Retiring public safety director says crime down, state safer

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COLUMBUS, Ohio (AP) - After 31 years in law enforcement, John Born has witnessed his share of crashes, crime and human misfortune. But it hasn't made him cynical.

Ohio's retiring public safety director said the secret to his optimism is in the numbers.

Born, set to leave his job with Republican Gov. John Kasich's departure, said arrests for weapons violations, felonies and drugs have increased dramatically across Ohio since 2011. Violent crime is at its lowest rate since 1975. Traffic crashes and fatalities are at a near-low in recorded state history.

Born, 55, head of the state's Department of Public Safety since 2013, attributes those successes to a greater emphasis on safety and preparedness, advances in technology and analysis and collaboration across regions and agencies.

That has helped make Ohio a national model, Born said in an interview, citing a host of initiatives for improving law enforcement results in fighting human trafficking, improving school safety and easing access at the Bureau of Motor Vehicles.

He said the state's drug overdose epidemic has helped reduce infighting and increased information sharing among law enforcement agencies.

"Crises tend to bring people together," he said.

State troopers in Ohio have seized more than 625 pounds of heroin, worth $42 million, since 2011 and nearly 80 pounds of fentanyl since 2013. The top 10 largest heroin seizures in Ohio patrol history have taken place since 2011.

Despite such efforts, Ohio is still struggling to rein in opioid abuse, with a record 4,854 unintentional fatal overdoses in the state last year, with most of those deaths attributed to fentanyl, heroin and prescription painkillers.

Born said he encourages officers to see their small impacts as victories, even if it's "kind of corny."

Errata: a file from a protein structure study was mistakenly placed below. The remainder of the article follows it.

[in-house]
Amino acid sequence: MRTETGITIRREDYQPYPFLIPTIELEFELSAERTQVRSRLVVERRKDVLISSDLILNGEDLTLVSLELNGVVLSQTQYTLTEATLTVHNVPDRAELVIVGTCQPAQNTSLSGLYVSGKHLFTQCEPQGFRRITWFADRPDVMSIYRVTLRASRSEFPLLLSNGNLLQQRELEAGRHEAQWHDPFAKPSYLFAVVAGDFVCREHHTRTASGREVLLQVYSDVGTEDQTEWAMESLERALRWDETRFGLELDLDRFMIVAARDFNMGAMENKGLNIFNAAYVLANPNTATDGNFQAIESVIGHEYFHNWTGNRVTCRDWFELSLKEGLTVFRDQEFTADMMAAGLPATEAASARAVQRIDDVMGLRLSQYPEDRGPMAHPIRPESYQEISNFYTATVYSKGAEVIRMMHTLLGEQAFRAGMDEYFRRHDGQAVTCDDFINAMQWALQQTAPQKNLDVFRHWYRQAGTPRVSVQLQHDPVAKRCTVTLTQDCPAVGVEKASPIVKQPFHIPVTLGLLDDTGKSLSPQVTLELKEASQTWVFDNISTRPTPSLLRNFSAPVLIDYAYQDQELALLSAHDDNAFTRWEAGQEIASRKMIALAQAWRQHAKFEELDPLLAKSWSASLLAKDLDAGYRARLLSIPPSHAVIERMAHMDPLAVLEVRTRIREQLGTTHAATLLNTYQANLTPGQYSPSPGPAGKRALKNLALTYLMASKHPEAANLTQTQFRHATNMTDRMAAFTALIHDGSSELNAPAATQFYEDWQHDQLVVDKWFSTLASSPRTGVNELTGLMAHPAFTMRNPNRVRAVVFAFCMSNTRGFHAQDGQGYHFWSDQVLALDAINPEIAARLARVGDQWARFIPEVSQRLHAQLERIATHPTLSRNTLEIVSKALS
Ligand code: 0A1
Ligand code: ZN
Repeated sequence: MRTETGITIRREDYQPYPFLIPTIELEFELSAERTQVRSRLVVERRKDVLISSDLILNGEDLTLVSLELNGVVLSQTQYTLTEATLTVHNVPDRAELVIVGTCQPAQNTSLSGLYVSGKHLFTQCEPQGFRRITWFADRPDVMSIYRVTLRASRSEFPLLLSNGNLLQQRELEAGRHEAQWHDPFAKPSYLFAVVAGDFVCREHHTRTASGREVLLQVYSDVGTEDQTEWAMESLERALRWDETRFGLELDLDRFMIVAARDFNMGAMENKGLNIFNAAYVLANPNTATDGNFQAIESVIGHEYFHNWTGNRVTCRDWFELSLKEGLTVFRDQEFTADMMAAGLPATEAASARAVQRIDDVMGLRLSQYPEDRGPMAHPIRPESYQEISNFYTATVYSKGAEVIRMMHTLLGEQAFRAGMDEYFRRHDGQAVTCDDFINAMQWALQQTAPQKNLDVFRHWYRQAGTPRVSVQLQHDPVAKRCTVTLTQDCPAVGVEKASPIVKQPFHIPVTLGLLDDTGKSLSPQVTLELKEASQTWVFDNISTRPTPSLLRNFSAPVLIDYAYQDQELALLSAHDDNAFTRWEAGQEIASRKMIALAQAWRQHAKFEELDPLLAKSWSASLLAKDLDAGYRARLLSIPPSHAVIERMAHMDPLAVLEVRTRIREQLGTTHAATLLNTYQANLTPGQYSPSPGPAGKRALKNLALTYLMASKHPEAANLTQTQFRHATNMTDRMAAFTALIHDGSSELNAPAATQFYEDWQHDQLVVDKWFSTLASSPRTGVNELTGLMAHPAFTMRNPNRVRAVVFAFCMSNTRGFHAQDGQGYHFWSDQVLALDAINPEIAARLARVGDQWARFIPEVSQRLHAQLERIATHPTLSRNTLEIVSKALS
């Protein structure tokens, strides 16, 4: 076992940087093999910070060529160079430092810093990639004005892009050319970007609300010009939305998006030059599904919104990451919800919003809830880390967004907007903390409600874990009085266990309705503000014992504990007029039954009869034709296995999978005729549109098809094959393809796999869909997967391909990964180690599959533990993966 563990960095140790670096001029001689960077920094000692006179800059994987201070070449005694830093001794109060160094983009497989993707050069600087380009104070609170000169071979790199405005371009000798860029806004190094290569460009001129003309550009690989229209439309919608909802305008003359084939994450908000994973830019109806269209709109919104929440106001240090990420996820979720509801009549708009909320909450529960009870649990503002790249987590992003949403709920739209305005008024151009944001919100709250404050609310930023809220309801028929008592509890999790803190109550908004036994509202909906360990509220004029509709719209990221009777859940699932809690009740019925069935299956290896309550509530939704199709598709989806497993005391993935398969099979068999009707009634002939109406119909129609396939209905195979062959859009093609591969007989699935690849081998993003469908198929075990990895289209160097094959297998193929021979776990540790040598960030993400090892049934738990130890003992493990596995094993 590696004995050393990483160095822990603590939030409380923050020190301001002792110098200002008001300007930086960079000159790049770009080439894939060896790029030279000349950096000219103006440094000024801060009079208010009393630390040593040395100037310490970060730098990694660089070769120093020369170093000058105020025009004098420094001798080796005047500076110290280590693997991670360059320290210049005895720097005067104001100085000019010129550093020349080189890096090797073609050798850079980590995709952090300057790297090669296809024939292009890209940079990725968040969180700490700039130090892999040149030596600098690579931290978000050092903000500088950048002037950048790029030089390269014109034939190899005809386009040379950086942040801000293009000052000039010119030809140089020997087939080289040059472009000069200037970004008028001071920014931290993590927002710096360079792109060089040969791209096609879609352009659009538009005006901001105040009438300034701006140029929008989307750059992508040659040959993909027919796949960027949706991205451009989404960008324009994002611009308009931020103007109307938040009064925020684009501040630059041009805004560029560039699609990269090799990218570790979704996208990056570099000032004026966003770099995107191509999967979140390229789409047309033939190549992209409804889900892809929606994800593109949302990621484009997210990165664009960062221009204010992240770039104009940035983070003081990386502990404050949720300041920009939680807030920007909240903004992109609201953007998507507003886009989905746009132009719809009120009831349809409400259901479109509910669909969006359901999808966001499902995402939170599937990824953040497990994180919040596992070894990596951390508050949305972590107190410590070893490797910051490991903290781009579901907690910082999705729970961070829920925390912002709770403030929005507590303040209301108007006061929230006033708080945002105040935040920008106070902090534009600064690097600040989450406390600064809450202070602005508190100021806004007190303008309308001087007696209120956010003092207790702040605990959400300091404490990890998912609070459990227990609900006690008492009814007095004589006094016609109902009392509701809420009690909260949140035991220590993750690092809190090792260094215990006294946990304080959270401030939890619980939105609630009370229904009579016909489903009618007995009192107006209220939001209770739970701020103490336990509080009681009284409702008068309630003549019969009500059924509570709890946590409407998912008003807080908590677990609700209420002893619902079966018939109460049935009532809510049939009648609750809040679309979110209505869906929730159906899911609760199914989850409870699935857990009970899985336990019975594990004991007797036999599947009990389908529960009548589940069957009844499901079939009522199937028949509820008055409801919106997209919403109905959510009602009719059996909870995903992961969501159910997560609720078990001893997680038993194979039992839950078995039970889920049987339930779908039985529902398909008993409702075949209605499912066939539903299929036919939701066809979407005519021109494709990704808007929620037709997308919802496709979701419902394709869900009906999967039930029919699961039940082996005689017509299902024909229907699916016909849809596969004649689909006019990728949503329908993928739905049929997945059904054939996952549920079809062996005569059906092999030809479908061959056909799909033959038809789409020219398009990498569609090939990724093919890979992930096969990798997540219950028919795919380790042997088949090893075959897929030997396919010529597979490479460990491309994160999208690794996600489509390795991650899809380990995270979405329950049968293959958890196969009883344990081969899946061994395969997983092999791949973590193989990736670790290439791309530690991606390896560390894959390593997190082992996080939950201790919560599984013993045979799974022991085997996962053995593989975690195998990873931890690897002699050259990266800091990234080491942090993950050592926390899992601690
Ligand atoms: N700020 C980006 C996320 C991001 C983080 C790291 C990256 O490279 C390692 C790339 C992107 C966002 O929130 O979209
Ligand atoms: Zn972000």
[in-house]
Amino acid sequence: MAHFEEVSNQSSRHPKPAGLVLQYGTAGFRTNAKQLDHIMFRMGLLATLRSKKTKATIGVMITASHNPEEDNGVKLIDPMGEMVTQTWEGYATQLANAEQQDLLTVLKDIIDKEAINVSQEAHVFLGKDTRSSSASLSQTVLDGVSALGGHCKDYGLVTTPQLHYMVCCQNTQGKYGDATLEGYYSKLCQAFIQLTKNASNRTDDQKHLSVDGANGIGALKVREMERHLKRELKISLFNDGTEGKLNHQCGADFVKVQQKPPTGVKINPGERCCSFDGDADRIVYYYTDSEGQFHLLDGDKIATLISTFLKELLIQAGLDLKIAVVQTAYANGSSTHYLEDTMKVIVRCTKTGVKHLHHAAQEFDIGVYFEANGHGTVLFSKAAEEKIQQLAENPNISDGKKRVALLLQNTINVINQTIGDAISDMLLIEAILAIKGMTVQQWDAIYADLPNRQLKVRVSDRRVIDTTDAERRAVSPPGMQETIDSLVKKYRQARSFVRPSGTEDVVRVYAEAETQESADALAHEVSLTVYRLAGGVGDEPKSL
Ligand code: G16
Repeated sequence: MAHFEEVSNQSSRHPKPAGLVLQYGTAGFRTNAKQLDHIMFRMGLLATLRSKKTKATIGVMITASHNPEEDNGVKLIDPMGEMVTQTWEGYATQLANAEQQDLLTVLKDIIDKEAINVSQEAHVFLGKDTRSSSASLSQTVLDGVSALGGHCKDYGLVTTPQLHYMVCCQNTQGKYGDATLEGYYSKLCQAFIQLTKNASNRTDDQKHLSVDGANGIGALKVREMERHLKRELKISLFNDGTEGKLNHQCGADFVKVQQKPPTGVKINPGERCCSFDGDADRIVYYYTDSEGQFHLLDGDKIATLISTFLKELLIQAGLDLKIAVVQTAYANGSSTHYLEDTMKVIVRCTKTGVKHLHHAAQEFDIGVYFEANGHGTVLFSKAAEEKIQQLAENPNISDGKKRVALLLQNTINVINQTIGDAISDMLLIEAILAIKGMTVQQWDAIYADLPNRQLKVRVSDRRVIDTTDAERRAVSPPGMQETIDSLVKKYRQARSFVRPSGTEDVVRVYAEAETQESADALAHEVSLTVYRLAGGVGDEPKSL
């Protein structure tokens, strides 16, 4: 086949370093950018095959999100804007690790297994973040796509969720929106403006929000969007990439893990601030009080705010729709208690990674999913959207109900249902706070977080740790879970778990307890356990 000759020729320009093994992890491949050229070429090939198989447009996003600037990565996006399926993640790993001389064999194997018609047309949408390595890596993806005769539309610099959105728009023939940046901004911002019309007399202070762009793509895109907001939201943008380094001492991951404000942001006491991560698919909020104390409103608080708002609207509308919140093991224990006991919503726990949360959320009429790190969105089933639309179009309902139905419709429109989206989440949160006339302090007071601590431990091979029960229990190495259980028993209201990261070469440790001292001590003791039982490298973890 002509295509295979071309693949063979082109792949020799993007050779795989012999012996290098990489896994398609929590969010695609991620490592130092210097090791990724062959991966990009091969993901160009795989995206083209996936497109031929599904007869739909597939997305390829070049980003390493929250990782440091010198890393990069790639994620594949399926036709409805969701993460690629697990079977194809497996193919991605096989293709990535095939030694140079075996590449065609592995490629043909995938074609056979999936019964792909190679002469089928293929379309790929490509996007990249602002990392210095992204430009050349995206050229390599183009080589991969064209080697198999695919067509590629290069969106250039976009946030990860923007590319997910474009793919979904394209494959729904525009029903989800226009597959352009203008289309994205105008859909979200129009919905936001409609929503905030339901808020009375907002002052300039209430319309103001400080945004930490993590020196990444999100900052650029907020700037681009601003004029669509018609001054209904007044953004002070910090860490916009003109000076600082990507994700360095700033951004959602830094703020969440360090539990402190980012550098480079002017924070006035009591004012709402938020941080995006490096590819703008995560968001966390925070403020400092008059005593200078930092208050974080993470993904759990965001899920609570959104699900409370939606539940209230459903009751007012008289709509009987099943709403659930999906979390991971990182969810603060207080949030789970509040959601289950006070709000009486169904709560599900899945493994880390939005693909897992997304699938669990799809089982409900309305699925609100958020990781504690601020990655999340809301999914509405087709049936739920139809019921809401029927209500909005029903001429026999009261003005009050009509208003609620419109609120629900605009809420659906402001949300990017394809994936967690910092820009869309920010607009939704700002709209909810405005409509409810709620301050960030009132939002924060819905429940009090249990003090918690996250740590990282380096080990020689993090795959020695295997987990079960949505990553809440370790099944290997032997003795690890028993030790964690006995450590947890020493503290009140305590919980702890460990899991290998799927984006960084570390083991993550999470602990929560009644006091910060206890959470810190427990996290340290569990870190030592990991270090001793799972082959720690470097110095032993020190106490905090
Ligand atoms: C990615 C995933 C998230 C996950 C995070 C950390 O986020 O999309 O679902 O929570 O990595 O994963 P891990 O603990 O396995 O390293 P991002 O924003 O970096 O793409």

"If I'm a trooper or a deputy or a police officer and I stop an impaired driver going the wrong way on a four-lane before they hit someone, I've saved someone that night," he said. "Maybe a family of four, whoever, I've saved them."

He also said average Ohioans play a key role in safety.

"That's where people, especially post-9/11, underestimate their own personal role and responsibility in being able to speak up and do something," he said. "I would go back to that thing: Do something. If you do something, even if you think it's small, it very well may lead to something. Little tips that we get are incredible."

Doug Scoles, Great Lakes regional director for Mothers Against Drunk Driving, said arrests aren't rising because crime is up but because Born has employed "cutting-edge, innovative" approaches to problems.

"The arrests, we don't feel, are a sign of more disregard of the laws, it's more of they're doing a better job to detect impaired drivers and take them off the road," Scoles said.

Others question whether rising arrest rates constitute government overreach.

Defense attorney Ian Friedman, who's fighting the Highway Patrol over a 2016 drug seizure on the Ohio Turnpike, has said many stops are "nothing more than a pretext to have the vehicles and occupants searched for drugs." He declined fresh comment Tuesday, because his client's case is still ongoing.

A judge in the case said troopers "may be using traffic stops as a pretext for searches and seizures."

Kasich appointed Born to lead two high-profile commissions: one on police-community relations and one seeking to find bipartisan policy solutions to reduce gun violence.

The department says more than 520 police departments employing more than 28,000 officers have now either met standards for the use of deadly force, recruitment and hiring and body cameras, and other standards, or are in the process. It also acknowledged a rocky start to the program after lack of communication with agencies led some to believe the state was blaming departments for police controversies.

Kasich's "common sense" gun safety recommendations have so far been rejected by the GOP-led Legislature, a defeat for Born as he leaves his role.

But Born said he hopes Republican Gov.-elect Mike DeWine will take the panel's work as a jumping off point for future negotiations. In fact, he said he views all the positive statistics the department has achieved under his watch, including on opioids, as a "starting point."

Born hasn't decided what is next in his life, but he hopes he can find ways "to contribute to a better state and country."

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